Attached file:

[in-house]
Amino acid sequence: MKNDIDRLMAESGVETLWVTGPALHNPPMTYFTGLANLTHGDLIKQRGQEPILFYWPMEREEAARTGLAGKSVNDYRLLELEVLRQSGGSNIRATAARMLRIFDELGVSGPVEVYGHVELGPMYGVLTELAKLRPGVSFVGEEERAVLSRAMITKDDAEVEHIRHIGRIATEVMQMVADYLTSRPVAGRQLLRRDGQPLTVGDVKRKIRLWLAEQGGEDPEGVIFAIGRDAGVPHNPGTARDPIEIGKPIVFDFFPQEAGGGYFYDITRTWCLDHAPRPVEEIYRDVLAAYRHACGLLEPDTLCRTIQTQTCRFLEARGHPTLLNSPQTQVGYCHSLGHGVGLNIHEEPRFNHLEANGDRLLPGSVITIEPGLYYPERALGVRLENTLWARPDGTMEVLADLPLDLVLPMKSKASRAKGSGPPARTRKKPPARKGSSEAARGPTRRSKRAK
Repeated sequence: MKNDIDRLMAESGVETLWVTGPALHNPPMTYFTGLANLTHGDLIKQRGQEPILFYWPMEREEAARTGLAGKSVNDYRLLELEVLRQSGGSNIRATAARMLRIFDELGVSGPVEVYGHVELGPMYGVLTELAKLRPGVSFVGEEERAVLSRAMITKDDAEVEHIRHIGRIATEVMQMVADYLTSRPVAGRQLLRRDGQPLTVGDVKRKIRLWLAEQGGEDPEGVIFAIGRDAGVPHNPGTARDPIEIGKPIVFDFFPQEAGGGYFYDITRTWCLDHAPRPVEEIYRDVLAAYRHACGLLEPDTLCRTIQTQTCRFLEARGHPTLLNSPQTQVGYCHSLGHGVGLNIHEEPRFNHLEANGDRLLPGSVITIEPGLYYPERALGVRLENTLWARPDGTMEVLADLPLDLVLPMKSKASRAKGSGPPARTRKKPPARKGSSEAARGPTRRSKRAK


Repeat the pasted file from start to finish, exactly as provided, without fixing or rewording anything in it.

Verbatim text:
[in-house]
Amino acid sequence: MKNDIDRLMAESGVETLWVTGPALHNPPMTYFTGLANLTHGDLIKQRGQEPILFYWPMEREEAARTGLAGKSVNDYRLLELEVLRQSGGSNIRATAARMLRIFDELGVSGPVEVYGHVELGPMYGVLTELAKLRPGVSFVGEEERAVLSRAMITKDDAEVEHIRHIGRIATEVMQMVADYLTSRPVAGRQLLRRDGQPLTVGDVKRKIRLWLAEQGGEDPEGVIFAIGRDAGVPHNPGTARDPIEIGKPIVFDFFPQEAGGGYFYDITRTWCLDHAPRPVEEIYRDVLAAYRHACGLLEPDTLCRTIQTQTCRFLEARGHPTLLNSPQTQVGYCHSLGHGVGLNIHEEPRFNHLEANGDRLLPGSVITIEPGLYYPERALGVRLENTLWARPDGTMEVLADLPLDLVLPMKSKASRAKGSGPPARTRKKPPARKGSSEAARGPTRRSKRAK
Repeated sequence: MKNDIDRLMAESGVETLWVTGPALHNPPMTYFTGLANLTHGDLIKQRGQEPILFYWPMEREEAARTGLAGKSVNDYRLLELEVLRQSGGSNIRATAARMLRIFDELGVSGPVEVYGHVELGPMYGVLTELAKLRPGVSFVGEEERAVLSRAMITKDDAEVEHIRHIGRIATEVMQMVADYLTSRPVAGRQLLRRDGQPLTVGDVKRKIRLWLAEQGGEDPEGVIFAIGRDAGVPHNPGTARDPIEIGKPIVFDFFPQEAGGGYFYDITRTWCLDHAPRPVEEIYRDVLAAYRHACGLLEPDTLCRTIQTQTCRFLEARGHPTLLNSPQTQVGYCHSLGHGVGLNIHEEPRFNHLEANGDRLLPGSVITIEPGLYYPERALGVRLENTLWARPDGTMEVLADLPLDLVLPMKSKASRAKGSGPPARTRKKPPARKGSSEAARGPTRRSKRAK